EDUCATIONAL 



fur stupidity ; that is t-- say, Quit taking out of those who do not go to col- 
lege the dumbest of every four the average talent* of the otbei 1 1 , r < • • • will 
b- fully is high as the talents of tin- average college student. Remember- 
ing my own companions iu my common school days, 1 am sure that th 
of up who went to college were no Hmarter than those who did DOt, and 
when I compare the keenness of wit aiid thought which I have me! among 
the poor and neglected children an cities and country districts with lite 
mental ability and inability which 1 have met in college during lour y< 

as a student, and foot more as president, and what I have Bees elsewhere 

•of college men, 1 do u<i believe that colleges get into their class's anything 
above the general average. 

Tin- question iighl also to be introduced thus early and remem-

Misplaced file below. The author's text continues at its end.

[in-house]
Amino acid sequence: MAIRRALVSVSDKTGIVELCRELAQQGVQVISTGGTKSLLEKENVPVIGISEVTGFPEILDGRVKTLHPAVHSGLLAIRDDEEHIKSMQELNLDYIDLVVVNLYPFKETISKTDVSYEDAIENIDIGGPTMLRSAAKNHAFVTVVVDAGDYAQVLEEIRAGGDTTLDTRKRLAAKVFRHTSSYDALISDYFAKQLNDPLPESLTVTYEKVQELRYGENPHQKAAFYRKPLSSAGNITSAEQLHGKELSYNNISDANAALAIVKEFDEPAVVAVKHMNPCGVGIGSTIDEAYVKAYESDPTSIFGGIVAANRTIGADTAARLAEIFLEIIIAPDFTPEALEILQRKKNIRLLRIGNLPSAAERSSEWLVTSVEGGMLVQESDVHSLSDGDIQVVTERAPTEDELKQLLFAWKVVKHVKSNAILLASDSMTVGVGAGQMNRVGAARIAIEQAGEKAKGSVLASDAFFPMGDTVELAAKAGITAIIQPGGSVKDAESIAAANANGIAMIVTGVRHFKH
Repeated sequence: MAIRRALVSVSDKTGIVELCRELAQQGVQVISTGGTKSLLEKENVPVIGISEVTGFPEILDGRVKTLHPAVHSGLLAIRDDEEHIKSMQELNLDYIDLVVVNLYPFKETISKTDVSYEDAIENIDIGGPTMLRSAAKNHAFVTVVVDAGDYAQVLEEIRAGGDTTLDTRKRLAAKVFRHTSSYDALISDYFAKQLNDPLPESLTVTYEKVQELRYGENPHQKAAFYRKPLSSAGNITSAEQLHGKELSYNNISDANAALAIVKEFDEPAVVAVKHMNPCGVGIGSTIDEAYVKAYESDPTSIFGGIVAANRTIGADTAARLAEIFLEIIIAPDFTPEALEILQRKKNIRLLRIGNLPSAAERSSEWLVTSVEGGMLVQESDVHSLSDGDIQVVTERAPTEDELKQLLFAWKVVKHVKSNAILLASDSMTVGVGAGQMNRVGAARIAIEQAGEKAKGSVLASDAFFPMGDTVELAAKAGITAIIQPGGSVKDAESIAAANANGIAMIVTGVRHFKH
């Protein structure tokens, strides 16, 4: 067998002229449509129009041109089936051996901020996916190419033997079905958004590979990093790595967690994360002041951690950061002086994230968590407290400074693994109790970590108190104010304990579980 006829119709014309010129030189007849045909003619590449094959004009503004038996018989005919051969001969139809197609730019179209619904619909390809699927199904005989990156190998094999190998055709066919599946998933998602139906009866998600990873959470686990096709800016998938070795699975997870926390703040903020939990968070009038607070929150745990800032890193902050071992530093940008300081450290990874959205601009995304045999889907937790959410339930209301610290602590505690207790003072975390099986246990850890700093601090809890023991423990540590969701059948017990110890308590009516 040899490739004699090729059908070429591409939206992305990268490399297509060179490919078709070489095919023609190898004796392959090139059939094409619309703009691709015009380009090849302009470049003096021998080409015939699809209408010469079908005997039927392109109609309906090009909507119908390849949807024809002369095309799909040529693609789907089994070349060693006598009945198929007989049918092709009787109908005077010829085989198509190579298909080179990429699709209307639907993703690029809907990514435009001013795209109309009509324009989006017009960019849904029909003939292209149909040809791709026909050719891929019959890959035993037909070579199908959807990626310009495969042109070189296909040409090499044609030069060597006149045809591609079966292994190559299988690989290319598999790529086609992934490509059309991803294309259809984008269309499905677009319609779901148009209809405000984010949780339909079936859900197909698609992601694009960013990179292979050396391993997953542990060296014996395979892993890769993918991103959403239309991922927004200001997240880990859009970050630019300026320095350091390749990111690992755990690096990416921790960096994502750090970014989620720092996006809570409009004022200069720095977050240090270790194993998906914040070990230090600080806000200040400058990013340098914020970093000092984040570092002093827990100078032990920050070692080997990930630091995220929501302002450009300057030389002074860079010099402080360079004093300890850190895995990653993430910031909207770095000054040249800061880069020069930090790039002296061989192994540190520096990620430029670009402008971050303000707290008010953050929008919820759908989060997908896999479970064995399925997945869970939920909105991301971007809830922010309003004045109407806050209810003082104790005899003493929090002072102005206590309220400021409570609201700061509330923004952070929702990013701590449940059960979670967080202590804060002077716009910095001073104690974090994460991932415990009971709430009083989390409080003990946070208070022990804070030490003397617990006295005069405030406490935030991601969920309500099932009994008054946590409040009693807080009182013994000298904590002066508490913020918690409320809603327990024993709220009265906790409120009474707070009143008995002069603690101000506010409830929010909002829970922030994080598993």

bered. II college-bred men attain eminence at an earlier age than others 
of equal talents, in this world where life is so short and uncertain, that is 
■ r.'iv important Item to be considered. 

L*'t us with these two conditions of the estimate in our minds then look 
at Congress. This would aeein to be a very unpromising lield, for the 
impression is abroad that it requires political trickery rather than culture 
and ability to insure a mau's election to Congress. With, however, BODkC 
very favorable opportunities for forming an opinion on the last few Con- 
•ses, I assert my conviction that in point of ability they w*re such aa 
this nation may be proud of. Corrupt men there were for whose corruption 
w..- might blush, but though corrupt they wore DOt weak, and I believe in 
point Of integrity, and certainly as to ability, they were far above what thej 
i. oeived credit for. We have fallen int> • » vi.-i.-us liul.it of the detraction 
Of our public mm, and I say this fcO Cfttei my protest against avast amount 
of reckless lying done iu this way. 

What proportion, then, of the 1 nited States Congress ought to be edu- 
cated men? Of course the Congress is open to everybody if he can get 
votes enough to elect him. By tin- census of 1870 there were 2,611,796